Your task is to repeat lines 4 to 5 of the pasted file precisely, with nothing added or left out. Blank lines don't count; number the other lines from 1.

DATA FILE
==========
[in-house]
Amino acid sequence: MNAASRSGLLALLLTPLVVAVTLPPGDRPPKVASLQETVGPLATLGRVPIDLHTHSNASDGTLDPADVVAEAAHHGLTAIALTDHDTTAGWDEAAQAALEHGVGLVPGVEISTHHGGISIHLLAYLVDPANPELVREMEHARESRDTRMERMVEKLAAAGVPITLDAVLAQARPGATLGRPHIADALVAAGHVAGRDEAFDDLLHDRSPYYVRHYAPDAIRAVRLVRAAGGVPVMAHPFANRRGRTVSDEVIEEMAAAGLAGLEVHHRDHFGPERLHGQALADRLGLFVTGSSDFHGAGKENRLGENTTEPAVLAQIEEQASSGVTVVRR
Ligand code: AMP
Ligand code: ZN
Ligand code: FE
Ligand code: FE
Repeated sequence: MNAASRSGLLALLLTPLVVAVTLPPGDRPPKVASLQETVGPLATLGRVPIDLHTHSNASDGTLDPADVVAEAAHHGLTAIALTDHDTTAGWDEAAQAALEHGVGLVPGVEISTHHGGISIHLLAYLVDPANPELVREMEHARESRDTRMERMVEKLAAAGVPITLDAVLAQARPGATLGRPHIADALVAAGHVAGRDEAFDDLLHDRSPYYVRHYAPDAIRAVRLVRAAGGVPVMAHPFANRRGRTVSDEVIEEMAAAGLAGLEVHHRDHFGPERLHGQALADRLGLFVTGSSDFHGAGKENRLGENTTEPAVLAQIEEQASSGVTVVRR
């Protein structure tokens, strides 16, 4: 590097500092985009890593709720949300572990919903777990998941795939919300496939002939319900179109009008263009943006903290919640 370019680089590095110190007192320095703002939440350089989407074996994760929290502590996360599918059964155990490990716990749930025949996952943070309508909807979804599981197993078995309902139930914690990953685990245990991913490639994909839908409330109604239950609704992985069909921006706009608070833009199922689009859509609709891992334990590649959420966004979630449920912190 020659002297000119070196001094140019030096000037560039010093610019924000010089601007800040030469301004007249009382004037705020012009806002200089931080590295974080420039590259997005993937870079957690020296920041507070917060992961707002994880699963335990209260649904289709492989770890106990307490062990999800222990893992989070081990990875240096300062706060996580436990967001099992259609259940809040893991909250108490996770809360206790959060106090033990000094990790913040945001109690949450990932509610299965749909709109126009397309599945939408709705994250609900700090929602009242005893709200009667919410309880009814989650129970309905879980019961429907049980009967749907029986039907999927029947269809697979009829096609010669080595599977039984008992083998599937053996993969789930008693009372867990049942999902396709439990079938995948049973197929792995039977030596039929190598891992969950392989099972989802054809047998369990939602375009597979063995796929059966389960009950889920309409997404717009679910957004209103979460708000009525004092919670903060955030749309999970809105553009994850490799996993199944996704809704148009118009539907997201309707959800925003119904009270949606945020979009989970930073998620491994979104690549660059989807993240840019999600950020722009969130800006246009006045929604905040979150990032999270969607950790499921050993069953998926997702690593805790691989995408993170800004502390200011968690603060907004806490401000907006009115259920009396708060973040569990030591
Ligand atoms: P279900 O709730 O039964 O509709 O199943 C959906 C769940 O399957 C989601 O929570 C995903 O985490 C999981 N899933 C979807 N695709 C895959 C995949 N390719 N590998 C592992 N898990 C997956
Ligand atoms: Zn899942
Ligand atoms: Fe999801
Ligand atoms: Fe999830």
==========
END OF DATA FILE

Ligand code: ZN
Ligand code: FE